Six months ago, David met Goliath. Six months later, Goliath is getting carried away on his shield.
This contest began last August, with tiny SpaceX going up against United Launch Alliance (ULA), the giant space venture jointly operated by Boeing (NYSE:BA) and Lockheed Martin (NYSE:LMT), in a critical contest to see who would launch the U.S. Air Force's next "GPS III" satellite.
A bit of history
Historically, ULA had provided monopoly service to the U.S. Air Force on its large satellite launches. But the Air Force had recently certified SpaceX to bid on its contracts -- and compete with ULA. SpaceX parlayed that certification into one GPS III contract win in May 2016, when a legislative snafu in Congress temporarily deprived ULA of access to the engines it needed to launch its rockets, handing the contract to SpaceX by default. But freshly restocked with new engines from Russia, ULA had no intention of allowing SpaceX to beat it in a real contest on a second GPS III contract.
Both companies submitted their best bids to the Air Force -- and as we learned this week, SpaceX won.
The news broke with a whisper on Tuesday, when buried in the Pentagon's daily digest of contract awards came a statement that SpaceX had been awarded the Air Force's second contract "to deliver a GPS III satellite to its intended orbit." The Air Force referred to Boeing and Lockheed's bid only obliquely, noting that "two offers [were] received" for the work, but that SpaceX's bid had won.
How SpaceX won
How did SpaceX win the contract? As with the first GPS award last summer, price appears to have been dispositive. As you may recall, in the May 2016 award, the Air Force had expected to pay about $140 million for the first GPS III launch, and was surprised when SpaceX offered to put its satellite in orbit for "40% less" (or $82.7 million).
This time around, SpaceX bid a bit higher -- $96.5 million. In so doing, SpaceX built an extra $14 million or so worth of profit on its bid. But it appears there was still no contest between the two bids.
After all, by its own admission, the best price ULA can offer for a low-end Atlas V mission is about $200 million -- $164 million for the launch, plus a portion of its standard $1 billion-a-year retainer fee prorated and attributed to the mission. Even after its latest markup, though, SpaceX beat that price by half.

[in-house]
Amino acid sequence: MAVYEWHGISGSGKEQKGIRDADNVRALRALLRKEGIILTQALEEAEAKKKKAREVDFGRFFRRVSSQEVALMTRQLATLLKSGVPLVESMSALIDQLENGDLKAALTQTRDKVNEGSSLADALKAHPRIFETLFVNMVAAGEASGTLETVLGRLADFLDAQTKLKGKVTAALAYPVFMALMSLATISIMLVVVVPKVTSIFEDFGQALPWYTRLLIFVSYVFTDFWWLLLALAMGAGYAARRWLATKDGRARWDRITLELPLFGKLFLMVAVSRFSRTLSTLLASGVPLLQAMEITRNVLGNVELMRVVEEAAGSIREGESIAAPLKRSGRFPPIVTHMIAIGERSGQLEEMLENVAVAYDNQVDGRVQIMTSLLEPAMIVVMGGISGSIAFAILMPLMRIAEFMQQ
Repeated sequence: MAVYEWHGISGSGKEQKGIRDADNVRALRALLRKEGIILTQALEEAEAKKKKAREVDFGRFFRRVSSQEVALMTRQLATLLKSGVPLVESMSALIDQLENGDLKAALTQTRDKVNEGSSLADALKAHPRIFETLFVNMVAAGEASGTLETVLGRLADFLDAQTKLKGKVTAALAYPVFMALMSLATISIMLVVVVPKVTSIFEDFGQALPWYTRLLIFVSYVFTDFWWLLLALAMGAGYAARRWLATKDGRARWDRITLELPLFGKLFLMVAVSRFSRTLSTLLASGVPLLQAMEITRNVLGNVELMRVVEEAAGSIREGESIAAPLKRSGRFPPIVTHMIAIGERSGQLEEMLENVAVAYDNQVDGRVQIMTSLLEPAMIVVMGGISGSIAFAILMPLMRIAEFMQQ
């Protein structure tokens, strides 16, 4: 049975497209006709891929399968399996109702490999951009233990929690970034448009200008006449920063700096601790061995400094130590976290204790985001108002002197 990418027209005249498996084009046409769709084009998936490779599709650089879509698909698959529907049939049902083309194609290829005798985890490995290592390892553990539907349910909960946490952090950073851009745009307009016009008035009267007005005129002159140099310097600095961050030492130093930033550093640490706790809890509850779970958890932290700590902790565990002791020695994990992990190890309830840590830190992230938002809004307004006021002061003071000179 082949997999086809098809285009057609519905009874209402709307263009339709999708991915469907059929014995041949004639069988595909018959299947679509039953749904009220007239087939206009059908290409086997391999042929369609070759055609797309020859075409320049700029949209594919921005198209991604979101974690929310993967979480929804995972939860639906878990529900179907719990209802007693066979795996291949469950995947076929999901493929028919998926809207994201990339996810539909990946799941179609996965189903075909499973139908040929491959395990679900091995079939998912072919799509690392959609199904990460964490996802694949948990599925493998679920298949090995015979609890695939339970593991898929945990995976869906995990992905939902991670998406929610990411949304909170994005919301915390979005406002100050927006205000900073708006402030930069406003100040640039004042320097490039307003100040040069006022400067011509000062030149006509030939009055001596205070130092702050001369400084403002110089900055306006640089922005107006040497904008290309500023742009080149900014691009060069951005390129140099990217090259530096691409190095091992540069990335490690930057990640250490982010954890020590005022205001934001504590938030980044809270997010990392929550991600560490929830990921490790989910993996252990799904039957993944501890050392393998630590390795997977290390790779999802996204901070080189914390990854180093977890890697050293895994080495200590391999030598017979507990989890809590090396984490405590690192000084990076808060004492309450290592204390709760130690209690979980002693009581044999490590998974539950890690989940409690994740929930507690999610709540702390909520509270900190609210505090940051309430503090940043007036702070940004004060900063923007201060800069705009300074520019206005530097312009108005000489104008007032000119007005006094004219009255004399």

What it means for investors
This means that -- in theory, at least -- SpaceX still has room to grow its profit margin by more than 100% before running into any real competition from Boeing and Lockheed. (Or more realistically, SpaceX could jack its rates up another 45%, and both beat ULA's price and also satisfy the Air Force's hoped-for price of under $140 million.) SpaceX could even earn more profit if it succeeds in cutting its costs by successfully reusing its first recovered rocket later this month -- proving the feasibility of such reused rocket launches.
What's more, this situation could continue for at least a couple more years. According to ULA, its new, cheaper Vulcan launch vehicle -- designed to replace the Atlas V -- will not reach "initial launch capability" until sometime in 2019. And even then, ULA is only targeting a best price of $100 million per satellite launched. (Factor in a pro rata portion of ULA's $1 billion retainer fee, and the price would probably be even higher.)
Ballpark ULA's combined cost at $135 million, and that price might finally be cheap enough to satisfy the Air Force. But it still won't be cheap enough to beat SpaceX's prices.
Seems to me that Boeing and Lockheed Martin have their work cut out for them. Unless they're willing to operate ULA at a loss, they simply cannot compete with SpaceX on cost, for government launch missions, over the next two years -- and their profits will suffer for it.